"The book Innovative Earthquake Soil Dynamics is very appropriately titled and reflects the unique background and extensive expertise of the author, Dr. Takaji Kokusho, Emeritus Professor, Chuo University, Tokyo, Japan. The book is composed of six chapters that can be grouped into four categories: background material (Chapters 1-3), site amplification and dynamic soil-structure-interaction (Chapter 4), liquefaction and related phenomena (Chapter 5), and earthquake-induced slope failure (Chapter 6). The background material presented in Chapters 1-3 gives an in depth coverage of elastic wave propagation in soil, dynamic soil properties, and soil modeling and sets the stage for the topics covered in the latter chapters.

Innovative Earthquake Soil Dynamics is unique from other books on geotechnical aspects of earthquake engineering in that it includes a detailed coverage of soil dynamics, as related to earthquake engineering, in addition to the oft-presented empirical relationships. The book is innovative in that it presents the material from both "traditional" (e.g., stress-, strain-, and force-based perspectives) and "energy" perspectives, with the latter largely derived from the author’s own extensive research. The author shows that energy is central to site amplification and dynamic soil-structure-interaction and can be used as a simple index for evaluating liquefaction and related phenomena and earthquake-induced slope failures.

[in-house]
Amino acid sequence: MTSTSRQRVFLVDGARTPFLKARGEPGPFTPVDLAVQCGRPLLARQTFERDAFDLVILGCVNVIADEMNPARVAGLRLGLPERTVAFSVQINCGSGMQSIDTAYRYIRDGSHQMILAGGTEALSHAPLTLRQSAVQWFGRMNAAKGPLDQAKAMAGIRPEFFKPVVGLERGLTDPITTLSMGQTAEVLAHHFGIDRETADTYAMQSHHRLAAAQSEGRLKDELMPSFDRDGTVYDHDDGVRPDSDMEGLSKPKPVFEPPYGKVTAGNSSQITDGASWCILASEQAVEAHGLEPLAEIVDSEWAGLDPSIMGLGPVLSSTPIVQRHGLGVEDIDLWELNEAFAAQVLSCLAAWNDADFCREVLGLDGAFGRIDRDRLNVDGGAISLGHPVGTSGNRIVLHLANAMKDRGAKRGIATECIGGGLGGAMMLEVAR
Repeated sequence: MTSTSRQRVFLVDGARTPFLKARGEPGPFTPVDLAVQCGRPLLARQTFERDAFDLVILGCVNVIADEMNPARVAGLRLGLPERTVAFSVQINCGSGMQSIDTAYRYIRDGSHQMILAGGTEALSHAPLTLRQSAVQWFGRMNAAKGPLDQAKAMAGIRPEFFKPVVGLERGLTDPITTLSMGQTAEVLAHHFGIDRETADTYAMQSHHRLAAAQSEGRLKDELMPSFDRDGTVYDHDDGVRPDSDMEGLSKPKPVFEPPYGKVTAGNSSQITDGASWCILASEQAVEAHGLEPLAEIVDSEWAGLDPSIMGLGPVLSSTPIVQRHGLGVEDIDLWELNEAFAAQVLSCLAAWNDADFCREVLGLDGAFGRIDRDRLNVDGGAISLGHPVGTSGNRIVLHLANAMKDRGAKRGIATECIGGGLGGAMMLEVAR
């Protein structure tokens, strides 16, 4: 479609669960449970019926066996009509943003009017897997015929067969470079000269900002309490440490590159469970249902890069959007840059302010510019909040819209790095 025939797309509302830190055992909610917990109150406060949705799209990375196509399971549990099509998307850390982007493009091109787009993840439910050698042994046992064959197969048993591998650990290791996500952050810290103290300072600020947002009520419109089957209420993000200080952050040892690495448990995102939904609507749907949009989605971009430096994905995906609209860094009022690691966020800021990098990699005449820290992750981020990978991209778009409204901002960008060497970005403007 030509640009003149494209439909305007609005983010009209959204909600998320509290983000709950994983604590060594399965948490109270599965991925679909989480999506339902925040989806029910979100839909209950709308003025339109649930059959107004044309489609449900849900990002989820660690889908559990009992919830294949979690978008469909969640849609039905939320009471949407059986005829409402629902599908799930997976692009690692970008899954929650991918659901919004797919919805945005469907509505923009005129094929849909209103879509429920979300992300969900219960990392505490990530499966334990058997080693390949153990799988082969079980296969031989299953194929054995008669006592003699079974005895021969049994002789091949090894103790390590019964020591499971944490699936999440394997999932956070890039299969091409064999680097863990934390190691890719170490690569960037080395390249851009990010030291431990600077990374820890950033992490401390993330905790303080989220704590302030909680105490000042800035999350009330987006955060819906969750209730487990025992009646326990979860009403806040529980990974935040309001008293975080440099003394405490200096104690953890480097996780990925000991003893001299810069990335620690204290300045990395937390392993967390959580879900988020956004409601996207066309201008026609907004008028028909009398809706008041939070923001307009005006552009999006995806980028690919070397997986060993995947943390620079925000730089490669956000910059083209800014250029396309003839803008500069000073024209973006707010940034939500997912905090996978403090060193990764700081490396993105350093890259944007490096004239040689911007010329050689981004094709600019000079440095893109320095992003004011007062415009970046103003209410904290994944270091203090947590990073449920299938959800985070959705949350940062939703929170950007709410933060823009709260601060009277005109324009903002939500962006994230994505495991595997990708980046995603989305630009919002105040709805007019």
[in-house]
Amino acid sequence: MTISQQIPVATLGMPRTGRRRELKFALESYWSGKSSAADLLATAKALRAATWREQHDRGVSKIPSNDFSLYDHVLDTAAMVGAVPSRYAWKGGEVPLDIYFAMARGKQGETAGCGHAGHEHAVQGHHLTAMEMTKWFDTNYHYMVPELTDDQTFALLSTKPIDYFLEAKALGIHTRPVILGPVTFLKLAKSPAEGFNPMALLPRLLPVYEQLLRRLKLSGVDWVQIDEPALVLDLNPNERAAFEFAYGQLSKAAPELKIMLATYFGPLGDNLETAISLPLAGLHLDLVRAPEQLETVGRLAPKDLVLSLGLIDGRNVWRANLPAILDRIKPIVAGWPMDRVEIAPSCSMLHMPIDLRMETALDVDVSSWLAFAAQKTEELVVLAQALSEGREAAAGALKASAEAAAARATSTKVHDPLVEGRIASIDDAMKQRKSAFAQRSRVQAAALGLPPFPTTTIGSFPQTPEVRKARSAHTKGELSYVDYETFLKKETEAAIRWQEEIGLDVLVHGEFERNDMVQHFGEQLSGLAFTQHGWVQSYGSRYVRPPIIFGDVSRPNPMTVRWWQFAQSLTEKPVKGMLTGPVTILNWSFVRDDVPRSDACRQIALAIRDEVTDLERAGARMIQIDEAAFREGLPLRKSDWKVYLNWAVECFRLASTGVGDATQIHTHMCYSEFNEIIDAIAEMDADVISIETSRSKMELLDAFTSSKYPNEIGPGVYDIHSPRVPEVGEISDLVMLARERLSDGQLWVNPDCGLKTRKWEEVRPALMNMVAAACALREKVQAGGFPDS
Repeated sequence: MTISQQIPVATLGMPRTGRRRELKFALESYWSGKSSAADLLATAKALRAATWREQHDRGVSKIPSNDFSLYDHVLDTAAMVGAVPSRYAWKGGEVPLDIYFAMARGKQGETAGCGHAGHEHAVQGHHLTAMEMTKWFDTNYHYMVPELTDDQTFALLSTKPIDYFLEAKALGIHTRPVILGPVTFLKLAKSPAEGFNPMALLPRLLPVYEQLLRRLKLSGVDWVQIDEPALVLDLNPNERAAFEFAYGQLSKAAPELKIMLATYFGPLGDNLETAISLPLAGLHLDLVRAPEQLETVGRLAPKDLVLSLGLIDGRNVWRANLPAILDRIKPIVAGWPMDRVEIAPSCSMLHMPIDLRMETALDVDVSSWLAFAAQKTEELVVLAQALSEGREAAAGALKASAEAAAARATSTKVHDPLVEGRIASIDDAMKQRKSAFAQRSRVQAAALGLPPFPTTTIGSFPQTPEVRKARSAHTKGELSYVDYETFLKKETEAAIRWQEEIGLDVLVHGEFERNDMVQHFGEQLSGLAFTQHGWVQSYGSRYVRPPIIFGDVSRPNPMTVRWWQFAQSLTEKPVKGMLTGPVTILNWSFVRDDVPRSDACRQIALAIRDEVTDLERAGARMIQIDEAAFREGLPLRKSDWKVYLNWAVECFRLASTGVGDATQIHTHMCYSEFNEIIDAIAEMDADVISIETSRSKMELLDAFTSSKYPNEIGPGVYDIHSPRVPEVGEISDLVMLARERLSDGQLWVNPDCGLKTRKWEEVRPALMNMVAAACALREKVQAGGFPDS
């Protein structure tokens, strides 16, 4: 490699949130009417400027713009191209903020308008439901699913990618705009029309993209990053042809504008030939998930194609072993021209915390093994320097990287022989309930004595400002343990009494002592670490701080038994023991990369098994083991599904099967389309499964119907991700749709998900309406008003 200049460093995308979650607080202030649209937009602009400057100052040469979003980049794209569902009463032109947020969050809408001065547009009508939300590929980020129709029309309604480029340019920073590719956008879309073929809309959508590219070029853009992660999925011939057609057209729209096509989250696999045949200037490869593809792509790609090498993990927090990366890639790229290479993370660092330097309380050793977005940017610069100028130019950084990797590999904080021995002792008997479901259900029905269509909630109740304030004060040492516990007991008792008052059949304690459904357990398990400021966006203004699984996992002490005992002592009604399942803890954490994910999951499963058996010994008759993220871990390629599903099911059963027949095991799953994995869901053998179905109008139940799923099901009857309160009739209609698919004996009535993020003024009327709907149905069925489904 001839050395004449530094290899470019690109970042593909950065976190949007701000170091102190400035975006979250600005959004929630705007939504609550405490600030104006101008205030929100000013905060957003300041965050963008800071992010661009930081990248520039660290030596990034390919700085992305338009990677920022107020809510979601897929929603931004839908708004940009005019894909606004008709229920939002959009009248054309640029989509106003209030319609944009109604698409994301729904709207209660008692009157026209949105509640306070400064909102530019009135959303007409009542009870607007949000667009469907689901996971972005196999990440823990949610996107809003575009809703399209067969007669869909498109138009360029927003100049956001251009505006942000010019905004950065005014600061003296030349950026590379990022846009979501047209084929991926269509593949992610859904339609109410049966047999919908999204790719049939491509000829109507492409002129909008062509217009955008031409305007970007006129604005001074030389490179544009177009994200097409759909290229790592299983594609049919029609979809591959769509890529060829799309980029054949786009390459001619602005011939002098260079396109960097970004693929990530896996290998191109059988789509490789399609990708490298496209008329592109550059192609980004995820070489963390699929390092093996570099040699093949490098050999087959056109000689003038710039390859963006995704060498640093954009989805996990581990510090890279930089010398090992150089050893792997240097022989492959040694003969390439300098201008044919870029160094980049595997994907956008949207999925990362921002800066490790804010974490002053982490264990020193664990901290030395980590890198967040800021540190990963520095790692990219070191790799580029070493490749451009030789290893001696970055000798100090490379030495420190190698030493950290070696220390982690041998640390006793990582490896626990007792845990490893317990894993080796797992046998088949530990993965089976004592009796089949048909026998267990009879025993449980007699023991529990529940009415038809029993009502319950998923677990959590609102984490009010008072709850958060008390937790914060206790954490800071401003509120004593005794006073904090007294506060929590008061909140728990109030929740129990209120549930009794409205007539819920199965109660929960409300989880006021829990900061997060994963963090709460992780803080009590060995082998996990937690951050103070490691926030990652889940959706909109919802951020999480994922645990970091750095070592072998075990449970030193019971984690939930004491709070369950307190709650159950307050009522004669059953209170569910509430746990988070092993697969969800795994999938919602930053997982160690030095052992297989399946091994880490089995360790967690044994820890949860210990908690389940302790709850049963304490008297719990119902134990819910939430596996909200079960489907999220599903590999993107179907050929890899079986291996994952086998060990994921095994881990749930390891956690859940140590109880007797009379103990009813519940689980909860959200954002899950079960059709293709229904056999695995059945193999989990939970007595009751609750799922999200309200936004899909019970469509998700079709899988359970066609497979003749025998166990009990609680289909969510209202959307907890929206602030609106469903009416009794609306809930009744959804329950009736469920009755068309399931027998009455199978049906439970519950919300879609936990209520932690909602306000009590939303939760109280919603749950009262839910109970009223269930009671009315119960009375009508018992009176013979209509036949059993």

Another unique aspect of Innovative Earthquake Soil Dynamics stems from the author having received his higher education in both the United States (Duke University) and Japan (University of Tokyo), and having spent the first half of his career working for the electric power industry in Japan and the second half of his career as a professor at Chuo University. As a result, the material presented in the book reflects research and engineering procedures from both Japan and the United States, as well as other countries, and a